European shares fell on Friday and were on track for a fourth straight week of losses as renewed concerns about the rising cost of borrowing in some highly indebted euro zone countries dampening sentiment and hitting cyclical shares such as banks.
The equity market's outlook for the near term remained negative following recent poor macro numbers, including Friday's lower-than-expected Chinese growth figures, concerns about the state of finances in some European countries and a bearish technical picture for an important stock index, analysts said.
Banks, down 0.9 percent, were the worst performer, led lower by Italian banks, as higher borrowing costs at recent Italian and Spanish bond auctions and rising Spanish yields on data showing the country's banks borrowed heavily from the European Central Bank in March raised concerns about the health of the financial sector.
At 1148 GMT, the FTSEurofirst 300 index of top European shares was down 0.6 percent at 1,038.15 points, while Spain's benchmark index was down 2.1 percent after hitting a three-year low. Italian shares fell 1.3 percent.
However, the FTSEurofirst 300 index, which hit a one-week closing high in the previous session, and European banks cut losses after JPMorgan reported higher earnings per share. The share index is down 1.4 percent this week and is on track to post its fourth straight week of losses.
Investor focus has returned to the euro zone periphery.
It's very difficult to impose austerity measures and stimulate the economy. People fear a vicious spiral and rising bond yields reflect investors' concern that the austerity measures are going to make things worse in some cases, Felicity Smith, fund manager at Bedlam Asset Management, said.
The situation is having a negative impact on the financial stocks, particularly in those countries which are highly indebted, said Smith, whose company manages $700 million.
Technical analysts remained bearish on Euro zone's blue chip Euro STOXX 50 index, which was 0.8 percent lower at 2,332.67 points after turning negative on the year. Analysts said the index was testing the lower end of the trend channel that started in September.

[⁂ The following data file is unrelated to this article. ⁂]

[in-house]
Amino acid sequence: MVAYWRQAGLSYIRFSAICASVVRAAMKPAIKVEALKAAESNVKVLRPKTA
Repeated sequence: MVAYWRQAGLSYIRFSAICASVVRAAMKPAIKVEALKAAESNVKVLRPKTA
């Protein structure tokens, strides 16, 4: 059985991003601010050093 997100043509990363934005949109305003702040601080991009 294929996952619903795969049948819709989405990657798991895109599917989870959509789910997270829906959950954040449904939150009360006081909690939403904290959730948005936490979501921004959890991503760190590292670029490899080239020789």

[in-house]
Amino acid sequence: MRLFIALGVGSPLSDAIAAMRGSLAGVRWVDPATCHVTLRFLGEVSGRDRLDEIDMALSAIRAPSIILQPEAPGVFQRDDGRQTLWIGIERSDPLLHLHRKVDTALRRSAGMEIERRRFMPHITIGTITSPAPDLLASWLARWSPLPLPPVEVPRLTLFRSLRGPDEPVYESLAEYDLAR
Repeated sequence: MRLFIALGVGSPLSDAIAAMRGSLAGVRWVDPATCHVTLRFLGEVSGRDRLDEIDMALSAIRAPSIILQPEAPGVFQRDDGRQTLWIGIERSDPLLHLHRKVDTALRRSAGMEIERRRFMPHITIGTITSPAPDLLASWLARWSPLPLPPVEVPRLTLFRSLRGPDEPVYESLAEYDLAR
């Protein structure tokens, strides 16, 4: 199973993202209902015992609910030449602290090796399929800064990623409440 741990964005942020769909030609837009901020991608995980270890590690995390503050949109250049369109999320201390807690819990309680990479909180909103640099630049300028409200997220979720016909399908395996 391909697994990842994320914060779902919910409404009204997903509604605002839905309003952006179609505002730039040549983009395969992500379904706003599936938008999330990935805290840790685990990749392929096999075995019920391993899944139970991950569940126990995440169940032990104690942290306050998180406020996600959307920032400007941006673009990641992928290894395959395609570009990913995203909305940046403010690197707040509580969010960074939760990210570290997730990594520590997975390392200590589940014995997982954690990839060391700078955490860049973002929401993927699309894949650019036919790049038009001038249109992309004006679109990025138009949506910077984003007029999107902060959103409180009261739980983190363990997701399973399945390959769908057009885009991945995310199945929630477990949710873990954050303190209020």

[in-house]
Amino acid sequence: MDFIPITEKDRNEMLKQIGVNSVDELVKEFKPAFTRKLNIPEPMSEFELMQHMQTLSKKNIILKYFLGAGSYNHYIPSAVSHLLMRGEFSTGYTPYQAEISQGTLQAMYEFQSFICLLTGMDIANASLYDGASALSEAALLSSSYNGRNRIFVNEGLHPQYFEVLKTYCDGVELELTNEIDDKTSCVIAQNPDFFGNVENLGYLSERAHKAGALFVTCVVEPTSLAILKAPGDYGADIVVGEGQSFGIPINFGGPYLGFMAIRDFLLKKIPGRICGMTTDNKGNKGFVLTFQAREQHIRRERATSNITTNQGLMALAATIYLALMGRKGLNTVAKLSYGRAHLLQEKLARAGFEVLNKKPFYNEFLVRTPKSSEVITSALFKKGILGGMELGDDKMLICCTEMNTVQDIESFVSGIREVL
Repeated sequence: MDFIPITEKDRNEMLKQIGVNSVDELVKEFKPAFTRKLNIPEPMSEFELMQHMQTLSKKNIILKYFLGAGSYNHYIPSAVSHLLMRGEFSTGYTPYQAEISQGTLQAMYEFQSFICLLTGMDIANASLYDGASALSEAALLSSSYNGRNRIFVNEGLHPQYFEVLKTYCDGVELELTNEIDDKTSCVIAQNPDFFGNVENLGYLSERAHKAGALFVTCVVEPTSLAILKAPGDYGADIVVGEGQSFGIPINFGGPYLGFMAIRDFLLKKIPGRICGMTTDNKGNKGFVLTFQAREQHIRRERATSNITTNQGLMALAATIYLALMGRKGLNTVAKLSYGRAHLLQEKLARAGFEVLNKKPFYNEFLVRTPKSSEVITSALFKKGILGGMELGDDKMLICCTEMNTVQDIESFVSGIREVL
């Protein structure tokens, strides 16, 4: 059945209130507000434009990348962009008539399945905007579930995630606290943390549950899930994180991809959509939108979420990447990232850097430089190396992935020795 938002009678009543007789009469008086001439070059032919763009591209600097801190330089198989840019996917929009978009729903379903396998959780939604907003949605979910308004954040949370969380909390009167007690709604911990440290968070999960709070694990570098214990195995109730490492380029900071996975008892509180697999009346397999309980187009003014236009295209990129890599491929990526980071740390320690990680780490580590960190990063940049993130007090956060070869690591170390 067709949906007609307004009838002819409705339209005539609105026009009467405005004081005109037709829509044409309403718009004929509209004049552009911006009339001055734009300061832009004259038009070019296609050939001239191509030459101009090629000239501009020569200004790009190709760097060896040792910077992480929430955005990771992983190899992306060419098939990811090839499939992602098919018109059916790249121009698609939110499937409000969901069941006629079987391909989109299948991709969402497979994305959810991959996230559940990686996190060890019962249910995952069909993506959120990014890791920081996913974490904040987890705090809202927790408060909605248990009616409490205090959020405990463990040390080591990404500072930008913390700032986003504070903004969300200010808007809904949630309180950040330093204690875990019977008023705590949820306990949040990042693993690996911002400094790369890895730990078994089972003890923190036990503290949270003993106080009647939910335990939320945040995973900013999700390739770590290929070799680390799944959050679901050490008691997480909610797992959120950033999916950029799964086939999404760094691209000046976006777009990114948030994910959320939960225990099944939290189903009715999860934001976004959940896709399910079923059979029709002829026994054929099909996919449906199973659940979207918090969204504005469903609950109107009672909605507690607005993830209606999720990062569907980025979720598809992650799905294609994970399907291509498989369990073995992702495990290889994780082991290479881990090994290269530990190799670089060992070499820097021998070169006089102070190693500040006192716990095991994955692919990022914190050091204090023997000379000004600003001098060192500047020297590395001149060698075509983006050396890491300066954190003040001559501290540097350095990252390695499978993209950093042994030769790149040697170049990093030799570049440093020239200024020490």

I see an increasing downside risk for the index in the coming weeks. This decline from its March highs around 2610 is just the beginning of a larger correction, said Roelof-Jan van den Akker, senior technical analyst at ING Commercial Banking.
Tammo Greetfeld, equity strategist at UniCredit, predicted the Euro STOXX 50 index to trade below the highs in the first quarter during the April-June period.
It is unlikely that the equity market will restart a sustained new attempt to continue a positive equity market trend in the coming weeks ahead of elections in France and Greece.
Greetfeld recommended investing in sectors with a promising outlook for an above average stable earnings trend such as chemicals, basic resources and oil and gas due to their global exposure.
We also like defensive sectors such as food and beverage, healthcare and personal household goods, which have a promising earnings trend, partly because of their exposure to the Asian market too.
Smith of Bedlam also echoed the view and said she had a defensive bias in her portfolio, but had also got some selective industrials which were very well placed to benefit from positive trends in demand for gas and clean power etc.
We also like consumer staples and healthcare sectors. The merger and acquisition opportunities in the healthcare sector are working in favour of some companies.
On the positive side, miners rose 0.8 percent after Chinese GDP data. Figures showing China's economy grew slower than expected in the first quarter although raised concerns about global growth but also increased prospects for some policy easing in the country, the world's largest metals consumer.
If weaker macroeconomic data from China are released, investors have higher expectations for more monetary policy easing soon and that often outweighs the negative impact of the macro data itself, Greetfeld said.